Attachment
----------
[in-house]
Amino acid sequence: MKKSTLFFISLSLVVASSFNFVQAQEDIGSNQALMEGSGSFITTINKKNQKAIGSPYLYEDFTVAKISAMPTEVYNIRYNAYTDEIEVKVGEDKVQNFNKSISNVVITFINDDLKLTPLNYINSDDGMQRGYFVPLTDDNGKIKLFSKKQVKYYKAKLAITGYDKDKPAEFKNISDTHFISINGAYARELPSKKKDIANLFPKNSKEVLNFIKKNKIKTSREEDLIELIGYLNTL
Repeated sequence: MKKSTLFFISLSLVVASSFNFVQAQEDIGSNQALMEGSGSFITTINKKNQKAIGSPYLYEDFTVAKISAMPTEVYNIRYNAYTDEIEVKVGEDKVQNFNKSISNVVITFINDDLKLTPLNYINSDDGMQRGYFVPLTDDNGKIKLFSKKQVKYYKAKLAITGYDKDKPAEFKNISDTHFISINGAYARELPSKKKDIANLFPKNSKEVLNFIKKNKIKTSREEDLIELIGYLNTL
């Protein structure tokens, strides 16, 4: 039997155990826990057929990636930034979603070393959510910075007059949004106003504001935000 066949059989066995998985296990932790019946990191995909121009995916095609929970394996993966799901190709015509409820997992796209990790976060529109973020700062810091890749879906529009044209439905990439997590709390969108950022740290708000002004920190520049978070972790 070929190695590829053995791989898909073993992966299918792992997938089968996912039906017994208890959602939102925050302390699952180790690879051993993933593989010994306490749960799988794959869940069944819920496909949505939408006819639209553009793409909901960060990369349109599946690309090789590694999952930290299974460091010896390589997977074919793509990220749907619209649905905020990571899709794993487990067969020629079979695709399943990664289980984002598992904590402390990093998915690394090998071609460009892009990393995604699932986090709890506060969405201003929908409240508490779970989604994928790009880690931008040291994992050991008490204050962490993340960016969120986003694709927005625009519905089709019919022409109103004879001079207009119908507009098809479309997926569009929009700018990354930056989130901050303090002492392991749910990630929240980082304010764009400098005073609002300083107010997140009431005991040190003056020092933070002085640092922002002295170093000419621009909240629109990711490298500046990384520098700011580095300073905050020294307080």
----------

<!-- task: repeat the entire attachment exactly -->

[in-house]
Amino acid sequence: MKKSTLFFISLSLVVASSFNFVQAQEDIGSNQALMEGSGSFITTINKKNQKAIGSPYLYEDFTVAKISAMPTEVYNIRYNAYTDEIEVKVGEDKVQNFNKSISNVVITFINDDLKLTPLNYINSDDGMQRGYFVPLTDDNGKIKLFSKKQVKYYKAKLAITGYDKDKPAEFKNISDTHFISINGAYARELPSKKKDIANLFPKNSKEVLNFIKKNKIKTSREEDLIELIGYLNTL
Repeated sequence: MKKSTLFFISLSLVVASSFNFVQAQEDIGSNQALMEGSGSFITTINKKNQKAIGSPYLYEDFTVAKISAMPTEVYNIRYNAYTDEIEVKVGEDKVQNFNKSISNVVITFINDDLKLTPLNYINSDDGMQRGYFVPLTDDNGKIKLFSKKQVKYYKAKLAITGYDKDKPAEFKNISDTHFISINGAYARELPSKKKDIANLFPKNSKEVLNFIKKNKIKTSREEDLIELIGYLNTL
């Protein structure tokens, strides 16, 4: 039997155990826990057929990636930034979603070393959510910075007059949004106003504001935000 066949059989066995998985296990932790019946990191995909121009995916095609929970394996993966799901190709015509409820997992796209990790976060529109973020700062810091890749879906529009044209439905990439997590709390969108950022740290708000002004920190520049978070972790 070929190695590829053995791989898909073993992966299918792992997938089968996912039906017994208890959602939102925050302390699952180790690879051993993933593989010994306490749960799988794959869940069944819920496909949505939408006819639209553009793409909901960060990369349109599946690309090789590694999952930290299974460091010896390589997977074919793509990220749907619209649905905020990571899709794993487990067969020629079979695709399943990664289980984002598992904590402390990093998915690394090998071609460009892009990393995604699932986090709890506060969405201003929908409240508490779970989604994928790009880690931008040291994992050991008490204050962490993340960016969120986003694709927005625009519905089709019919022409109103004879001079207009119908507009098809479309997926569009929009700018990354930056989130901050303090002492392991749910990630929240980082304010764009400098005073609002300083107010997140009431005991040190003056020092933070002085640092922002002295170093000419621009909240629109990711490298500046990384520098700011580095300073905050020294307080």